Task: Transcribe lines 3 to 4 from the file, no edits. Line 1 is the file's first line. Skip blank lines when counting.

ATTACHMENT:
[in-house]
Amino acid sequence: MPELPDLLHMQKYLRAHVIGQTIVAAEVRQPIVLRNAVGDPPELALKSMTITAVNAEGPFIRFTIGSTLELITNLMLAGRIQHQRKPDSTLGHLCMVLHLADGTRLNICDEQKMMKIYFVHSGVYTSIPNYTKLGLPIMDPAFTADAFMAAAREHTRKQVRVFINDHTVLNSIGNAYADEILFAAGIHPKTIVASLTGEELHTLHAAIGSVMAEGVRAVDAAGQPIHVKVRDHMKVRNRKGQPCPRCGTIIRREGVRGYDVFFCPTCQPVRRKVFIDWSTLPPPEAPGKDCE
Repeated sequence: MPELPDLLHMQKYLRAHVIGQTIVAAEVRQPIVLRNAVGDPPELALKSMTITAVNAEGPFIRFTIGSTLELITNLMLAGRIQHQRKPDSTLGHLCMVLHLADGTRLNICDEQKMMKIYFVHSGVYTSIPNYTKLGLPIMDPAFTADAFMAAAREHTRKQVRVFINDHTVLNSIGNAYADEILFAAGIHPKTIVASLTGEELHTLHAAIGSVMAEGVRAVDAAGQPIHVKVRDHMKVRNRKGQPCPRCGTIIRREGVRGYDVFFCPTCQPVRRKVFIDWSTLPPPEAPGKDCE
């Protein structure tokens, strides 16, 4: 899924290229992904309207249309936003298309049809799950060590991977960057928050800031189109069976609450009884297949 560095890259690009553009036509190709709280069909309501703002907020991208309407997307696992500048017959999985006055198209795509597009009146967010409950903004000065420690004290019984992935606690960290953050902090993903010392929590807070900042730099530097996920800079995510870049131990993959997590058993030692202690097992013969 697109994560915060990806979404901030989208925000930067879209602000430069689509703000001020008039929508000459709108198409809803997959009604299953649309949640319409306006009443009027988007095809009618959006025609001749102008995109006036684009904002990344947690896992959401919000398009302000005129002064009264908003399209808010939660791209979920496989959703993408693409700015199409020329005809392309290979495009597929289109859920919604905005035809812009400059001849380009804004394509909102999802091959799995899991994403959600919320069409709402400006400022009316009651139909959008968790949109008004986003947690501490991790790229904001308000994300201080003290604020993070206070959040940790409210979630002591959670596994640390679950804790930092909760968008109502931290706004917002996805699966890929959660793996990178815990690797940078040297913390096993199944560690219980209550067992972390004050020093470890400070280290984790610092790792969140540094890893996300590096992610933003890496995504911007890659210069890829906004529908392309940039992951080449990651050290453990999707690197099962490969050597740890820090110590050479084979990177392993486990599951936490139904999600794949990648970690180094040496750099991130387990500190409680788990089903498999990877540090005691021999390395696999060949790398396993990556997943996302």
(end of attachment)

Repeated sequence: MPELPDLLHMQKYLRAHVIGQTIVAAEVRQPIVLRNAVGDPPELALKSMTITAVNAEGPFIRFTIGSTLELITNLMLAGRIQHQRKPDSTLGHLCMVLHLADGTRLNICDEQKMMKIYFVHSGVYTSIPNYTKLGLPIMDPAFTADAFMAAAREHTRKQVRVFINDHTVLNSIGNAYADEILFAAGIHPKTIVASLTGEELHTLHAAIGSVMAEGVRAVDAAGQPIHVKVRDHMKVRNRKGQPCPRCGTIIRREGVRGYDVFFCPTCQPVRRKVFIDWSTLPPPEAPGKDCE
């Protein structure tokens, strides 16, 4: 899924290229992904309207249309936003298309049809799950060590991977960057928050800031189109069976609450009884297949 560095890259690009553009036509190709709280069909309501703002907020991208309407997307696992500048017959999985006055198209795509597009009146967010409950903004000065420690004290019984992935606690960290953050902090993903010392929590807070900042730099530097996920800079995510870049131990993959997590058993030692202690097992013969 697109994560915060990806979404901030989208925000930067879209602000430069689509703000001020008039929508000459709108198409809803997959009604299953649309949640319409306006009443009027988007095809009618959006025609001749102008995109006036684009904002990344947690896992959401919000398009302000005129002064009264908003399209808010939660791209979920496989959703993408693409700015199409020329005809392309290979495009597929289109859920919604905005035809812009400059001849380009804004394509909102999802091959799995899991994403959600919320069409709402400006400022009316009651139909959008968790949109008004986003947690501490991790790229904001308000994300201080003290604020993070206070959040940790409210979630002591959670596994640390679950804790930092909760968008109502931290706004917002996805699966890929959660793996990178815990690797940078040297913390096993199944560690219980209550067992972390004050020093470890400070280290984790610092790792969140540094890893996300590096992610933003890496995504911007890659210069890829906004529908392309940039992951080449990651050290453990999707690197099962490969050597740890820090110590050479084979990177392993486990599951936490139904999600794949990648970690180094040496750099991130387990500190409680788990089903498999990877540090005691021999390395696999060949790398396993990556997943996302």